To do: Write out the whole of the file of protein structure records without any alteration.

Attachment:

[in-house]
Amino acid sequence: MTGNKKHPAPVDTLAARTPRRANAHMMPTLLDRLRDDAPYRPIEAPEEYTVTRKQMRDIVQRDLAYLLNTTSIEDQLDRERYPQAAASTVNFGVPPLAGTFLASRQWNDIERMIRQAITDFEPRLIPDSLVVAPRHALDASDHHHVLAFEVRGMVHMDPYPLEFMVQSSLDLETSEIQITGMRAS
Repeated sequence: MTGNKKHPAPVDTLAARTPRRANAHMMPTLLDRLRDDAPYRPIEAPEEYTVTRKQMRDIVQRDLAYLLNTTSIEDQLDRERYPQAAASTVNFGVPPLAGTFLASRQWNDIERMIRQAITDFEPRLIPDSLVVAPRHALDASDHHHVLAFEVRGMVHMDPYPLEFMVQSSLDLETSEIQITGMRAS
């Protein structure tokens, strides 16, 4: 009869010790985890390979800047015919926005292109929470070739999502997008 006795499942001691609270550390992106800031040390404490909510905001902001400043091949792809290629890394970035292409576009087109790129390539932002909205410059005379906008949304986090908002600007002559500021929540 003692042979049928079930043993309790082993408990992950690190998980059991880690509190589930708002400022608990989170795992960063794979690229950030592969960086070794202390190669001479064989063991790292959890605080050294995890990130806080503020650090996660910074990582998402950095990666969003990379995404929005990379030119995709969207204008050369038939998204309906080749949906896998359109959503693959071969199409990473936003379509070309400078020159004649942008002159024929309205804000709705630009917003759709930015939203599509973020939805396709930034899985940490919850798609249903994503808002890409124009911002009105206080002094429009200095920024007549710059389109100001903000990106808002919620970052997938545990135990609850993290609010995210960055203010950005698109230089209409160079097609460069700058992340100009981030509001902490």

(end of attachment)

[in-house]
Amino acid sequence: MTGNKKHPAPVDTLAARTPRRANAHMMPTLLDRLRDDAPYRPIEAPEEYTVTRKQMRDIVQRDLAYLLNTTSIEDQLDRERYPQAAASTVNFGVPPLAGTFLASRQWNDIERMIRQAITDFEPRLIPDSLVVAPRHALDASDHHHVLAFEVRGMVHMDPYPLEFMVQSSLDLETSEIQITGMRAS
Repeated sequence: MTGNKKHPAPVDTLAARTPRRANAHMMPTLLDRLRDDAPYRPIEAPEEYTVTRKQMRDIVQRDLAYLLNTTSIEDQLDRERYPQAAASTVNFGVPPLAGTFLASRQWNDIERMIRQAITDFEPRLIPDSLVVAPRHALDASDHHHVLAFEVRGMVHMDPYPLEFMVQSSLDLETSEIQITGMRAS
């Protein structure tokens, strides 16, 4: 009869010790985890390979800047015919926005292109929470070739999502997008 006795499942001691609270550390992106800031040390404490909510905001902001400043091949792809290629890394970035292409576009087109790129390539932002909205410059005379906008949304986090908002600007002559500021929540 003692042979049928079930043993309790082993408990992950690190998980059991880690509190589930708002400022608990989170795992960063794979690229950030592969960086070794202390190669001479064989063991790292959890605080050294995890990130806080503020650090996660910074990582998402950095990666969003990379995404929005990379030119995709969207204008050369038939998204309906080749949906896998359109959503693959071969199409990473936003379509070309400078020159004649942008002159024929309205804000709705630009917003759709930015939203599509973020939805396709930034899985940490919850798609249903994503808002890409124009911002009105206080002094429009200095920024007549710059389109100001903000990106808002919620970052997938545990135990609850993290609010995210960055203010950005698109230089209409160079097609460069700058992340100009981030509001902490």